The nursing profession has some incredible flexibility perks that make it a whole lot easier for me to be a working mom.
To start, I usually work three days a week, which is full-time for a nurse. I can fit my 38-40 hours into 3 days instead of in 5 like most of the working world. Occasionally, depending on what is going on at home, I only work 2 days, and on rare occasions, I’ll only work one.
My workdays, however, are extraordinary long for what most people would consider a “normal” workday. I leave my house at 5:45 in the morning. Most evenings, I don’t walk in the door until after 8:30 pm.
About 13 hours are spent at the hospital, and I’m working my tail off every minute of it. My brain is completely shut off from all aspects of my home life during those long, arduous shifts.
Unfortunately, I don’t get to see my daughter at all on the days I work. I leave before she wakes up, and I’m home after she goes to bed. I may as well be out-of-town on those days.
A 5 day work week becomes 3
Unlike most professions, I can only work three days a week (or less if I choose to). And that means that I get to be home at least four days a week to spend solid, interrupted, quality time with my daughter and husband. I love my days off and use them wisely!
On top of that, I became a per diem nurse in May of 2016.
Per diem means: for each day. As a nurse, I am literally employed “by the day.” Hospitals need per diem nurses to cover staffing needs in the hospital, which can vary by day or season.
Per diem nursing is a game-changer for me as a working mom. It is so flexible that I don’t know if I’ll ever be able to go back to being a career RN again.
Benefits to per diem nursing
- Significantly higher pay than a career nurse
- Work as little as one day a week or as many as five days a week (as long as there is a need for an RN)
- Make my own schedule (if the hospital doesn’t need me, they call me off)
- Cancel at the last minute (as long as it is by 3 am)
- Add on a shift at the last minute.
- Incredible growth opportunities. I never stop learning or being challenged.
- Work in many different specialties: Emergency Room, Cardiac, Liver Transplant, Medicine, Neuroscience and Stroke, or Oncology, to name a few
- Opportunities to “master in” to a unit that is chronically short on staffing needs for a period of time. This guarantees a certain number of hours for that time period.
Drawbacks to per diem nursing
- No benefits. No retirement, no disability, no sick days, no vacation days, no paid maternity leave
If I don’t work, I don’t get paid.
- The hospital can cancel me at the last minute. And they have MANY times. This is frustrating as I already must already have childcare scheduled for the day.
- Many per diem nurses complain that they often get stuck with more difficult assignments than other nurses on the same floor.
- You must be a jack of all trades. Working with so many different specializes can be hard because each floor has a different patient population with unique needs and hospital protocols.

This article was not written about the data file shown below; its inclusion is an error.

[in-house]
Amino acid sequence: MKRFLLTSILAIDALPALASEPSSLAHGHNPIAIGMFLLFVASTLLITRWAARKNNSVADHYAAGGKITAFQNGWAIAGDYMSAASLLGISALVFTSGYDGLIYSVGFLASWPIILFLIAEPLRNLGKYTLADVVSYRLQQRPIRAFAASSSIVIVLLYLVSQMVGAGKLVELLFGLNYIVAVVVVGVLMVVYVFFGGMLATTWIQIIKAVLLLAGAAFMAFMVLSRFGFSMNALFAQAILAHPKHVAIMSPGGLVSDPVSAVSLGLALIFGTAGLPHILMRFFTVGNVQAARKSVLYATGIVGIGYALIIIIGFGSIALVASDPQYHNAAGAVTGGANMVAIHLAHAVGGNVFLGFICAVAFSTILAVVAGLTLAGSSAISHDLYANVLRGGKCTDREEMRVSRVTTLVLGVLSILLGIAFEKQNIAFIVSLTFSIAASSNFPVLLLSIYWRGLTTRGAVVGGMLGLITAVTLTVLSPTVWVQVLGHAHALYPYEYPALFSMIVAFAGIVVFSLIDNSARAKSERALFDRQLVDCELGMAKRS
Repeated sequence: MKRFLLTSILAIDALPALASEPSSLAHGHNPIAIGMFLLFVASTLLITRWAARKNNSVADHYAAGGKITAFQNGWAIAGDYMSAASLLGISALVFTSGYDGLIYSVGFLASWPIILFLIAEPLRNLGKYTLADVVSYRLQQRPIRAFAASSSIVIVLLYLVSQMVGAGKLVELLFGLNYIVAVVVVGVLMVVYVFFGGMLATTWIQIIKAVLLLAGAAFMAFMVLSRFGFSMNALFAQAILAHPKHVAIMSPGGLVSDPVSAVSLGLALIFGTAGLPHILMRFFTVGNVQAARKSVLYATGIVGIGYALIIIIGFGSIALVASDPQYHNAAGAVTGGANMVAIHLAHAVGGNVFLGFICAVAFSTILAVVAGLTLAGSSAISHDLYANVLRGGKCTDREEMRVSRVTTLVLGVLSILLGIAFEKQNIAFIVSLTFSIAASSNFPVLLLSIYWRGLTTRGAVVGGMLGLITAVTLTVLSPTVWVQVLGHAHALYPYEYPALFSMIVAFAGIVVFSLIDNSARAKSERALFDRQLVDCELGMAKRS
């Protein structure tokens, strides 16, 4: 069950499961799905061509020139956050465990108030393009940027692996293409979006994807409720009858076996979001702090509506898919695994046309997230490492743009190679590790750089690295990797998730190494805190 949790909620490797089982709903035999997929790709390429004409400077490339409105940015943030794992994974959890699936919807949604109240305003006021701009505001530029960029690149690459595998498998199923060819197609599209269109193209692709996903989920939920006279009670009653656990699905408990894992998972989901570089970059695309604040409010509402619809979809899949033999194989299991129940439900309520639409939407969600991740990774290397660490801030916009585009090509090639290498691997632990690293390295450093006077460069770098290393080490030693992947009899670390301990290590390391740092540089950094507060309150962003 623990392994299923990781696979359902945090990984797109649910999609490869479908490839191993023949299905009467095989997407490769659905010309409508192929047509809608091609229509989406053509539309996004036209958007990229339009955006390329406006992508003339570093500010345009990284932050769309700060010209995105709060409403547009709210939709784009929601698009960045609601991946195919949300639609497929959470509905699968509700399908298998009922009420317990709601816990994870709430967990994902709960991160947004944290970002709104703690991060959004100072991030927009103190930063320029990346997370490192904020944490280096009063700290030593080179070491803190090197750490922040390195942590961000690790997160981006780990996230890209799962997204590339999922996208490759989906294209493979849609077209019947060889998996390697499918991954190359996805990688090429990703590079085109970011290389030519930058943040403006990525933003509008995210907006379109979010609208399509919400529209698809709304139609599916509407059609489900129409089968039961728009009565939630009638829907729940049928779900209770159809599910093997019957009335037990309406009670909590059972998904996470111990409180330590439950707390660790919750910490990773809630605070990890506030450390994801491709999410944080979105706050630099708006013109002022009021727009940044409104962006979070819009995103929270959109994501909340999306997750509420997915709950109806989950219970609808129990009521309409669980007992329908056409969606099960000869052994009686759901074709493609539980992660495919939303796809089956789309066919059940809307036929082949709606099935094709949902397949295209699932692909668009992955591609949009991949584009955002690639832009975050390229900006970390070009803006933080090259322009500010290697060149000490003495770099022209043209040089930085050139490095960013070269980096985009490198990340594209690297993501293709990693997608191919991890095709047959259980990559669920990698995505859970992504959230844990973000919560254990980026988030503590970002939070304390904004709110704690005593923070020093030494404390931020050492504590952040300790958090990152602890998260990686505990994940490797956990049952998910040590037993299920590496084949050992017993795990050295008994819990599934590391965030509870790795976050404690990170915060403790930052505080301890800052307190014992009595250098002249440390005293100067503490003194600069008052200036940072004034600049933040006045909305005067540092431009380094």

Finding a work-life balance in per diem nursing
I try to work every Monday and Wednesday and alternate working 1 weekend day every other week. That way I switch between working 2 days one week and 3 the next.
My husband has to be home by 5 pm on the days I work so he can relieve our nanny. It puts a bit of a strain on him to leave work early those days, but he makes up for it by staying late later on other days.
We share our amazing nanny, Ana, with another family she works with on the days she is not with us. We guarantee her 2 to 3 days a week whether I work or not.
Quality vs. quantity
I feel very fortunate because I believe I have a balance between working mostly full-time and being kind of like a stay-at-home mom on my days off.
In fact, I think it’s possible that being a working mom with my schedule allows me to spend more quality time with my daughter than if I didn’t work at all.
When I’m at work, I am completely engaged and focused. I look forward to thinking critically, applying my skills, and helping to save lives. I’m constantly learning and applying myself in difficult situations.
Then when I’m home, I can completely shut that part of my brain off and be fully present.
Our fun activities on one of my off-days typically include going to the park or for walks, meeting friends out for play dates, cooking, errand running, or just hanging out at the house. There is a lot of reading, playing, giggling, and even a daily nap (for Mommy, too!).
Gratitude always helps
Since I work so hard at the hospital, I am so grateful to be home and be Mom. Even running errands with my daughter is enjoyable (Zoe loves going out with Mom, especially when she gets to help me pick out groceries).
In all honesty, I’m often beyond tired on my days off, but at least I can compartmentalize the two parts of my life. Many careers don’t have that option.
Being a working Mom means making sacrifices and finding creative ways to make a work-life balance possible.
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Healthcare Journalist & Content Marketing Writer @ Health Writing Solutions
portfolio @ www.sarahjividen.com